Previously I discussed one method of quickly building out the form of a character with basic primitive objects, which can then be retopologized to a cleaner mesh for animation afterwards.
Normally my workflow with organic models (such as characters) is to create a simple base-mesh (evenly spaced quads if possible), import it into zbrush to refine it and add all the detail, and then retoplogize it into a more animation friendly mesh. This works out well enough for more unique characters, but to save time on more realistic human characters I try to make the basemesh as simple-yet-animation-friendly from the start as I can. With good topology, I won't have to subdivide as often to get in the detail I want (such as around the face, you'll know what I mean if you've ever sculpted from a normal sphere or cube), and the lowest subdivision level will often be 90-95% ready for a game as soon as it's exported (less than 4k triangles, with topology that is overall good for animation). Most times all that's needed is a few loops added around the certain areas of deformation, and some slight triangulation/cleanup (which is much, much faster than retopologizing the entire thing, or what I deem trouble areas). And best of all, it's easily reusable for other human characters as well.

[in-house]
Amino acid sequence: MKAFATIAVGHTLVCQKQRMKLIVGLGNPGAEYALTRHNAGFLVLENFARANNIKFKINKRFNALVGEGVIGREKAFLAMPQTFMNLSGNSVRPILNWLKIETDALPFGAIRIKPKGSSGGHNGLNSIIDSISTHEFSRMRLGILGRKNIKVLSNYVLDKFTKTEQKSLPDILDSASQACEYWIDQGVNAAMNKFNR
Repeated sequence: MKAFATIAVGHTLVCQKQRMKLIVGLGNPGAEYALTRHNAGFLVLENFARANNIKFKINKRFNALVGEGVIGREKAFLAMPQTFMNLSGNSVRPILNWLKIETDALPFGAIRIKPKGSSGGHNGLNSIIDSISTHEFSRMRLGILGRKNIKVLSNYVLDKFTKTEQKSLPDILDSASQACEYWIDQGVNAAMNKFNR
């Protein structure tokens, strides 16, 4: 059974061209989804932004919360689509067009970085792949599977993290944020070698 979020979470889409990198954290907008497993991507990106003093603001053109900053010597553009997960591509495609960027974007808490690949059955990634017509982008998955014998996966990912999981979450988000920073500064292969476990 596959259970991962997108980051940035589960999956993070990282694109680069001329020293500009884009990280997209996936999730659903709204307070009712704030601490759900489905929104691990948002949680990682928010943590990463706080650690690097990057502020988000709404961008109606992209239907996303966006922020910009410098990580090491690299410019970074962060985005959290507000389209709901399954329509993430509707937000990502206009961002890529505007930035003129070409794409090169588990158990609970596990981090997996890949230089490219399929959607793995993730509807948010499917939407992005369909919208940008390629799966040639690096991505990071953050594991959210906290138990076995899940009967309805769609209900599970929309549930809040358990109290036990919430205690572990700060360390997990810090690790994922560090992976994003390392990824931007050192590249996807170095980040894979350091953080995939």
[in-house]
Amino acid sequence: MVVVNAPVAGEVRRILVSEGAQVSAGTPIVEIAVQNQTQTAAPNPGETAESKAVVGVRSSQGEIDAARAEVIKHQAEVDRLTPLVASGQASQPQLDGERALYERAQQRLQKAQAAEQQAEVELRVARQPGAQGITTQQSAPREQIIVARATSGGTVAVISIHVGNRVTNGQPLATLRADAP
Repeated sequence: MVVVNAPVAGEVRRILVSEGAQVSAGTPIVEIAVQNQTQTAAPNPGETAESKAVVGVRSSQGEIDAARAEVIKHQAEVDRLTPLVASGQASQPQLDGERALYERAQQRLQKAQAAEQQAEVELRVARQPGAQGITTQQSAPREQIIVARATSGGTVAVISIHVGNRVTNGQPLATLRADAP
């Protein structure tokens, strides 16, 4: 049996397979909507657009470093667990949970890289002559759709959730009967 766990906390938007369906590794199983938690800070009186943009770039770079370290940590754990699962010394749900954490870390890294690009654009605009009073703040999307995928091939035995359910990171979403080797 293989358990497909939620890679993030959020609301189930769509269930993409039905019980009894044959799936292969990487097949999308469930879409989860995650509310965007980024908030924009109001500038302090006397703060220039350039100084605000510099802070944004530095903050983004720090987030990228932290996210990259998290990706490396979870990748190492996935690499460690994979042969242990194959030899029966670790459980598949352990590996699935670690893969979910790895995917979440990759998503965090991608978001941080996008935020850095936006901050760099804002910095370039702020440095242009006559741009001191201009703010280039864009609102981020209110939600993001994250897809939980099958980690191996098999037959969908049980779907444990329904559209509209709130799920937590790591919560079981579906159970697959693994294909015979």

You can find quite a few free basemesh's at Polycount. A lot of the time, I use a modified version of one created by Arshlevon.
The major difference is the head. The geometry is simple enough (and rigged) so that it can be shifted around in Softimage to match a wide variety of human heads within minutes, and the loops can also quickly be dissolved and made even simpler if needed (such as when a project does not require facial animation, or if the character wont be close enough that it needs to be so smooth). By using the same base model for all characters in a project, it also makes it easier to share edges for UV seams, and also speeds up rigging and animating.
A similar change was made to the hands. The fingers have more geometry and a rounder form than in a typical basemesh, but they hold up well while shifting between subdivision levels, and save me a lot of time as they don't end up being 4-sided if I do export the first level of subdivision for a game (hard angles like that make normal mapping harder). The knuckles usually see added loops afterwards to aid in animation, but it is so much quicker to add these loops than to try and make a square finger round.
From there, making a character (or several) is a breeze. Whether its a full body or just a head, new characters can be made and ready in no time.